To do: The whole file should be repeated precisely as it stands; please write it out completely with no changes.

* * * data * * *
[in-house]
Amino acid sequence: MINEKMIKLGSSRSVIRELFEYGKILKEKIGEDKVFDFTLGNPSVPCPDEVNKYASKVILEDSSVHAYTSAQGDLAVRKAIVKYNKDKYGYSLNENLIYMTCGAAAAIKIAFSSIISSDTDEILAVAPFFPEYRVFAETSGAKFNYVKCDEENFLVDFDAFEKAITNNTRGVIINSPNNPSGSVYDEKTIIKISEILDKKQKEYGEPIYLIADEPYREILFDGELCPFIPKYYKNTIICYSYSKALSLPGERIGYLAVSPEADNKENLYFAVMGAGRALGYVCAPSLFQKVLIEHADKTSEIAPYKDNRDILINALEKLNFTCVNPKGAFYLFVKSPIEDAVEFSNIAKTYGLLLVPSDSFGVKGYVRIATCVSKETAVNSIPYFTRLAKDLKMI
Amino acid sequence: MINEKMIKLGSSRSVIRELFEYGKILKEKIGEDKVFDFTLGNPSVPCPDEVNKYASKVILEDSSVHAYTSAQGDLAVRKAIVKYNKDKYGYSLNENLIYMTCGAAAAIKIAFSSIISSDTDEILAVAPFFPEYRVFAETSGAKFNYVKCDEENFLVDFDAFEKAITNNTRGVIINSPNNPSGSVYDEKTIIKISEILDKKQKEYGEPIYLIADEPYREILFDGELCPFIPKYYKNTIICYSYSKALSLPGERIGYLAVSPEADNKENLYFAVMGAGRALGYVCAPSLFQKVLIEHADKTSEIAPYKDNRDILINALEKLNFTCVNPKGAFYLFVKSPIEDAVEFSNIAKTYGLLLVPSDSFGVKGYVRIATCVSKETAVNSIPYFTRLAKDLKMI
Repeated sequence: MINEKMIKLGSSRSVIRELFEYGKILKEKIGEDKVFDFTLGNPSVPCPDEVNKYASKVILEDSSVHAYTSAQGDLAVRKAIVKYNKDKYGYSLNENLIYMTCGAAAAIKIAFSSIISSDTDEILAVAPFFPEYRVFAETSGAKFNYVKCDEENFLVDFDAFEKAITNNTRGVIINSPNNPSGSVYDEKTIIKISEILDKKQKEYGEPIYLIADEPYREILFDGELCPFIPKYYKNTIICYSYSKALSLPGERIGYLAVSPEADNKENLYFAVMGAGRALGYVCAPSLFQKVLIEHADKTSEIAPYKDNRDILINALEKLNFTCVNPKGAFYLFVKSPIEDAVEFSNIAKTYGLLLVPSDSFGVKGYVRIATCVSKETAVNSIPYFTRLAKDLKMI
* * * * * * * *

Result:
[in-house]
Amino acid sequence: MINEKMIKLGSSRSVIRELFEYGKILKEKIGEDKVFDFTLGNPSVPCPDEVNKYASKVILEDSSVHAYTSAQGDLAVRKAIVKYNKDKYGYSLNENLIYMTCGAAAAIKIAFSSIISSDTDEILAVAPFFPEYRVFAETSGAKFNYVKCDEENFLVDFDAFEKAITNNTRGVIINSPNNPSGSVYDEKTIIKISEILDKKQKEYGEPIYLIADEPYREILFDGELCPFIPKYYKNTIICYSYSKALSLPGERIGYLAVSPEADNKENLYFAVMGAGRALGYVCAPSLFQKVLIEHADKTSEIAPYKDNRDILINALEKLNFTCVNPKGAFYLFVKSPIEDAVEFSNIAKTYGLLLVPSDSFGVKGYVRIATCVSKETAVNSIPYFTRLAKDLKMI
Amino acid sequence: MINEKMIKLGSSRSVIRELFEYGKILKEKIGEDKVFDFTLGNPSVPCPDEVNKYASKVILEDSSVHAYTSAQGDLAVRKAIVKYNKDKYGYSLNENLIYMTCGAAAAIKIAFSSIISSDTDEILAVAPFFPEYRVFAETSGAKFNYVKCDEENFLVDFDAFEKAITNNTRGVIINSPNNPSGSVYDEKTIIKISEILDKKQKEYGEPIYLIADEPYREILFDGELCPFIPKYYKNTIICYSYSKALSLPGERIGYLAVSPEADNKENLYFAVMGAGRALGYVCAPSLFQKVLIEHADKTSEIAPYKDNRDILINALEKLNFTCVNPKGAFYLFVKSPIEDAVEFSNIAKTYGLLLVPSDSFGVKGYVRIATCVSKETAVNSIPYFTRLAKDLKMI
Repeated sequence: MINEKMIKLGSSRSVIRELFEYGKILKEKIGEDKVFDFTLGNPSVPCPDEVNKYASKVILEDSSVHAYTSAQGDLAVRKAIVKYNKDKYGYSLNENLIYMTCGAAAAIKIAFSSIISSDTDEILAVAPFFPEYRVFAETSGAKFNYVKCDEENFLVDFDAFEKAITNNTRGVIINSPNNPSGSVYDEKTIIKISEILDKKQKEYGEPIYLIADEPYREILFDGELCPFIPKYYKNTIICYSYSKALSLPGERIGYLAVSPEADNKENLYFAVMGAGRALGYVCAPSLFQKVLIEHADKTSEIAPYKDNRDILINALEKLNFTCVNPKGAFYLFVKSPIEDAVEFSNIAKTYGLLLVPSDSFGVKGYVRIATCVSKETAVNSIPYFTRLAKDLKMI